ExecStopPost=-/etc/miniupnpd/iptables_removeall.sh
    to the end of the [Service] section so it reads:
    [Service]
    Type=forking
    ExecStartPre=-/etc/miniupnpd/iptables_init.sh
    ExecStartPre=-/etc/miniupnpd/init_clearos.sh
    ExecStart=/usr/sbin/miniupnpd -f /etc/miniupnpd/miniupnpd.conf $MINIUPNPD_START_OPTIONS
    ExecStartPost=-/usr/bin/systemctl unset-environment MINIUPNPD_START_OPTIONS
    ExecStopPost=-/etc/miniupnpd/iptables_removeall.sh
    Then run the command:
    systemctl daemon-reload
    Now stopping miniupnpd will clear the firewall rules.

    Alternatively, I've just pushed an updated build into the test repos and it should be sync'ing in the next couple of hours. Once sync'd, you should be able to install it with:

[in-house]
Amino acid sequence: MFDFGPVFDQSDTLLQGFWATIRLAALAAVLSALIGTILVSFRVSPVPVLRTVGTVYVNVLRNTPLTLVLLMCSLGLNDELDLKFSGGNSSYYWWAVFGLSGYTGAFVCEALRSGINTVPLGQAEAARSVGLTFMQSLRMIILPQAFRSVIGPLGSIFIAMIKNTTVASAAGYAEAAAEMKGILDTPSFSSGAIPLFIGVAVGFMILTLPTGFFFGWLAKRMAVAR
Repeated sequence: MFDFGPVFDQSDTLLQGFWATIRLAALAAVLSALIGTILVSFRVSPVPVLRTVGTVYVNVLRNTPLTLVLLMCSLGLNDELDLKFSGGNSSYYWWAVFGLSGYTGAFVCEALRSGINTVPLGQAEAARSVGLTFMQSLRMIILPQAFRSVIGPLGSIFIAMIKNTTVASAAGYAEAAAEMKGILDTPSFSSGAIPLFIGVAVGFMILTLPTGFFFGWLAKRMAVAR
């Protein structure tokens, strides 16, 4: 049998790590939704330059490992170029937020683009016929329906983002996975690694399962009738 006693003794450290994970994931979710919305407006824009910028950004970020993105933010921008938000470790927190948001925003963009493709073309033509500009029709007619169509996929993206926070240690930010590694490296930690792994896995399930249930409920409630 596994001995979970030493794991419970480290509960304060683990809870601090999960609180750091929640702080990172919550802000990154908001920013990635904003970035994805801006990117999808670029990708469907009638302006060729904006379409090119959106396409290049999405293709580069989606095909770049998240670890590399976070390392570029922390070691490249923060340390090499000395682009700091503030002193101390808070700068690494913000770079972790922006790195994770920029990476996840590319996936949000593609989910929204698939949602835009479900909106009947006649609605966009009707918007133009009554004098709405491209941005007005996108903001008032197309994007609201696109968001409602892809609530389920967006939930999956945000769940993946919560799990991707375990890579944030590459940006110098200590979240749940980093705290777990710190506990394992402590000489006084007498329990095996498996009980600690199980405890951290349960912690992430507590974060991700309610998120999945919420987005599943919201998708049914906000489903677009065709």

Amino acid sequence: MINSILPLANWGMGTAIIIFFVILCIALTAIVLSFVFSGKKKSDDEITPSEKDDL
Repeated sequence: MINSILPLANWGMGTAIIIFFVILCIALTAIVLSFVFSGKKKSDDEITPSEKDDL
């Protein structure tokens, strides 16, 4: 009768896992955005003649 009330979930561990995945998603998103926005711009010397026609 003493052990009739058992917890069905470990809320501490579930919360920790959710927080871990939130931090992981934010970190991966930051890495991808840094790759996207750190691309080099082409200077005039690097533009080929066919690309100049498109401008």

yum update miniupnpd --enable-repo=clearos-contribs-testing
    and you should pull down version 2.1-4.

    Miniupnpd maintains a state file in /var/lib/miniupnpd/upnp.leases but it does not start clearing it down until you reach the number of leases in clean_ruleset_threshold in /etc/miniupnpd/miniupnpd.conf. Any lines in the lease file automatically get re-added to the firewall when miniupnpd starts. You can reduce the parameter value, or, with miniupnpd stopped, just clear down the lease file.
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  • Accepted Answer

    Saturday, June 02 2018, 07:35 AM - #Permalink
    Resolved
    0 votes
    Can you give the output of:
    iptables -nvL
    iptables -nvL INPUT
    If there weren't too many of them, miniupnpd remembers the last ports forwarded and every time it restarts, it re-activates the port forwards. Also what version of ClearOS are you running?
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  • Accepted Answer

    Saturday, June 02 2018, 03:24 AM - #Permalink
    Resolved
    0 votes
    Use "netstat -nlp" on your ClearOS system to see what is listening on those ports...
    Anything of interest in your logs...